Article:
2.    What was the cause of the missed milestone and which party was responsible?  Even where a contractor misses a milestone without an extension, it is not automatically liable for liquidated damages.  The general rule is that liquidated damages will only accrue where delays are caused exclusively by the breaching party.  In instances where both parties caused delays to a milestone during the same time period, those “concurrent” delays are not allocated specifically to either party and are generally not recoverable.   

3.    Does the contract specify a limitation on liability for liquidated damages or different Liquidated Amounts for different milestones?  Contracts will sometimes place an upper limit on the amount of liquidated damages that can be claimed.  Moreover, because not all milestones are of equal importance, contracts may assign different Liquidated Amounts to each one.  These limitations and specifications must be identified and appropriately applied.

After determining the delays against applicable milestones, the governing contractual rates and any contractual cap, calculating the total amount of liquidated damages becomes a matter of relatively straightforward arithmetic.  It is the inputs into this calculation that are most often subject to dispute and litigation.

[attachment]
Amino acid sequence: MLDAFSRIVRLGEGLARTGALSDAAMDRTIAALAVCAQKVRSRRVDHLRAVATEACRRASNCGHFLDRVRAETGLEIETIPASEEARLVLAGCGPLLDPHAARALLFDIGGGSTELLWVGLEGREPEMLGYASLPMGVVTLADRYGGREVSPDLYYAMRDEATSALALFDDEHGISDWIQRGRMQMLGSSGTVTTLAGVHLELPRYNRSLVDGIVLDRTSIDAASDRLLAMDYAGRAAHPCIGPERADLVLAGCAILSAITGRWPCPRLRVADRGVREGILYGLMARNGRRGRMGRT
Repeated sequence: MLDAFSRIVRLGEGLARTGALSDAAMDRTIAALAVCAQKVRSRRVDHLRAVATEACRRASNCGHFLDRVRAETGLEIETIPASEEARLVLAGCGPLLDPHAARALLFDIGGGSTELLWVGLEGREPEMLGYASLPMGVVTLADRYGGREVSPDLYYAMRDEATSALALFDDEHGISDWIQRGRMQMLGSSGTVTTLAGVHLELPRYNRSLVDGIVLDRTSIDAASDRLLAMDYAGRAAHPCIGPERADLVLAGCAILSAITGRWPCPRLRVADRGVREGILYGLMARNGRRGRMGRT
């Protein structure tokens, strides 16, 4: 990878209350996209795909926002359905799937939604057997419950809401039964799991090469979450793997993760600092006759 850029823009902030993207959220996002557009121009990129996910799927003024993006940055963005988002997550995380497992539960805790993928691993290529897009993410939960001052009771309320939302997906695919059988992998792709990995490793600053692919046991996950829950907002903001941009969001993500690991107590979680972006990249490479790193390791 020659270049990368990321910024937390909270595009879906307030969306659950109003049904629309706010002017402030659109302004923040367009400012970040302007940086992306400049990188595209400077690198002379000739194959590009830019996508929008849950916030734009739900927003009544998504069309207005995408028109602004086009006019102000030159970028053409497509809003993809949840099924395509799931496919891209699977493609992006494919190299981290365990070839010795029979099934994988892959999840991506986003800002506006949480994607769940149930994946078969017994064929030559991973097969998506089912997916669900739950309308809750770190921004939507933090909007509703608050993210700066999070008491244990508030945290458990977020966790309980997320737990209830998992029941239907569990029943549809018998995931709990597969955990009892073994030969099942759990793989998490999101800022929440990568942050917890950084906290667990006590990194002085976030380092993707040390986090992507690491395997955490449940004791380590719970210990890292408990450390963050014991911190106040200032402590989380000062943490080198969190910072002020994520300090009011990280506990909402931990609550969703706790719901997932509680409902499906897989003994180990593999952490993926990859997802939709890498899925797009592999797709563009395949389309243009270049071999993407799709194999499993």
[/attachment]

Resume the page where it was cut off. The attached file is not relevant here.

Performing the above analysis will typically require the assistance of an independent schedule delay expert who can determine the causes of delays to the liquidated damages milestones and apportion responsibility between the parties.  These experts will work with counsel to independently determine the delays to contractual milestones and the resulting damages given the unique circumstances of a given project.


In a perfect world, every project would finish on time and under budget.  In reality, a basic understanding of what liquidated damages are, when such provisions are enforceable and how they are calculated is likely to serve you well.  

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Jeremy Wegener

Lighthouse Consulting Group, Atlanta, GA | Division 10

Chad Caplan, Esq.

Hinckley, Allen & Snyder LLP Albany, NY | Division 1